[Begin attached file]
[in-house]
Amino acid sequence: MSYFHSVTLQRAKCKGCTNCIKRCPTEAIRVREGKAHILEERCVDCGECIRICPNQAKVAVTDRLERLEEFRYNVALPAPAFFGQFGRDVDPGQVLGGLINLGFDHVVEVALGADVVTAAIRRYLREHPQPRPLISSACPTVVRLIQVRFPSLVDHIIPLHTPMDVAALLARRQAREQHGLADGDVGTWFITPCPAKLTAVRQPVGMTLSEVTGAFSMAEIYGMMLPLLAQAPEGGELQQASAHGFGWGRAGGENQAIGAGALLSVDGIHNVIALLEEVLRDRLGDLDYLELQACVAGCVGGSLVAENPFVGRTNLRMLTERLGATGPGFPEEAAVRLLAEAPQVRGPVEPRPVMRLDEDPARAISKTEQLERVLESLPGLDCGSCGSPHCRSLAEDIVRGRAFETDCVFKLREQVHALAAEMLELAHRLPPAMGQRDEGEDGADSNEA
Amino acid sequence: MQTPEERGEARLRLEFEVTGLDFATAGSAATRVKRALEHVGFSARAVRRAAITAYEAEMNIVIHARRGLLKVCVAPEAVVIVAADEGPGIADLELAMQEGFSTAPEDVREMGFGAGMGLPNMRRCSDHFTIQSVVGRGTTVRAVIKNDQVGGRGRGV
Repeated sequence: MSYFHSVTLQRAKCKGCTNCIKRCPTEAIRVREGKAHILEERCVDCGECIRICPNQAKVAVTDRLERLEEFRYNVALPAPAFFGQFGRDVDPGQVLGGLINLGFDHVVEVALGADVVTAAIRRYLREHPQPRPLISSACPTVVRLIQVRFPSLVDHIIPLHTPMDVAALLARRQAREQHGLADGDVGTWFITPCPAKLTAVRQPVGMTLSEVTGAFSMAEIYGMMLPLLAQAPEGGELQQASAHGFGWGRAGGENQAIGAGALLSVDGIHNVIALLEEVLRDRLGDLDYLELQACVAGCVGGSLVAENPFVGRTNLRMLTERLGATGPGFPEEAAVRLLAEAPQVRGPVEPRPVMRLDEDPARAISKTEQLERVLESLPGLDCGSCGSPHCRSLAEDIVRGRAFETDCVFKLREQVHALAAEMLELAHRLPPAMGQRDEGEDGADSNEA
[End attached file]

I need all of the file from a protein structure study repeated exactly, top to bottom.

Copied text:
[in-house]
Amino acid sequence: MSYFHSVTLQRAKCKGCTNCIKRCPTEAIRVREGKAHILEERCVDCGECIRICPNQAKVAVTDRLERLEEFRYNVALPAPAFFGQFGRDVDPGQVLGGLINLGFDHVVEVALGADVVTAAIRRYLREHPQPRPLISSACPTVVRLIQVRFPSLVDHIIPLHTPMDVAALLARRQAREQHGLADGDVGTWFITPCPAKLTAVRQPVGMTLSEVTGAFSMAEIYGMMLPLLAQAPEGGELQQASAHGFGWGRAGGENQAIGAGALLSVDGIHNVIALLEEVLRDRLGDLDYLELQACVAGCVGGSLVAENPFVGRTNLRMLTERLGATGPGFPEEAAVRLLAEAPQVRGPVEPRPVMRLDEDPARAISKTEQLERVLESLPGLDCGSCGSPHCRSLAEDIVRGRAFETDCVFKLREQVHALAAEMLELAHRLPPAMGQRDEGEDGADSNEA
Amino acid sequence: MQTPEERGEARLRLEFEVTGLDFATAGSAATRVKRALEHVGFSARAVRRAAITAYEAEMNIVIHARRGLLKVCVAPEAVVIVAADEGPGIADLELAMQEGFSTAPEDVREMGFGAGMGLPNMRRCSDHFTIQSVVGRGTTVRAVIKNDQVGGRGRGV
Repeated sequence: MSYFHSVTLQRAKCKGCTNCIKRCPTEAIRVREGKAHILEERCVDCGECIRICPNQAKVAVTDRLERLEEFRYNVALPAPAFFGQFGRDVDPGQVLGGLINLGFDHVVEVALGADVVTAAIRRYLREHPQPRPLISSACPTVVRLIQVRFPSLVDHIIPLHTPMDVAALLARRQAREQHGLADGDVGTWFITPCPAKLTAVRQPVGMTLSEVTGAFSMAEIYGMMLPLLAQAPEGGELQQASAHGFGWGRAGGENQAIGAGALLSVDGIHNVIALLEEVLRDRLGDLDYLELQACVAGCVGGSLVAENPFVGRTNLRMLTERLGATGPGFPEEAAVRLLAEAPQVRGPVEPRPVMRLDEDPARAISKTEQLERVLESLPGLDCGSCGSPHCRSLAEDIVRGRAFETDCVFKLREQVHALAAEMLELAHRLPPAMGQRDEGEDGADSNEA